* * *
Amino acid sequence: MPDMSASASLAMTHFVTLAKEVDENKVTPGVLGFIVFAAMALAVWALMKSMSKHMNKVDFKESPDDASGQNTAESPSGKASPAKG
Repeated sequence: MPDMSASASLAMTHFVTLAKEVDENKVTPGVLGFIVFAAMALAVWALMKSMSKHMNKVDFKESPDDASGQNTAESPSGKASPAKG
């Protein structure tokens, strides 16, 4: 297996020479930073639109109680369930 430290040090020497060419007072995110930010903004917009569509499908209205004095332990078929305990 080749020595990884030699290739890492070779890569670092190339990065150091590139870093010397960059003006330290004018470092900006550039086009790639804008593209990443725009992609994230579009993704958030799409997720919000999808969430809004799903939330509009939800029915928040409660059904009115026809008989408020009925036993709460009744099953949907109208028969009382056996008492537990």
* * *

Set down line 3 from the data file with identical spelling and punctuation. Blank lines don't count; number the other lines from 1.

């Protein structure tokens, strides 16, 4: 297996020479930073639109109680369930 430290040090020497060419007072995110930010903004917009569509499908209205004095332990078929305990 080749020595990884030699290739890492070779890569670092190339990065150091590139870093010397960059003006330290004018470092900006550039086009790639804008593209990443725009992609994230579009993704958030799409997720919000999808969430809004799903939330509009939800029915928040409660059904009115026809008989408020009925036993709460009744099953949907109208028969009382056996008492537990």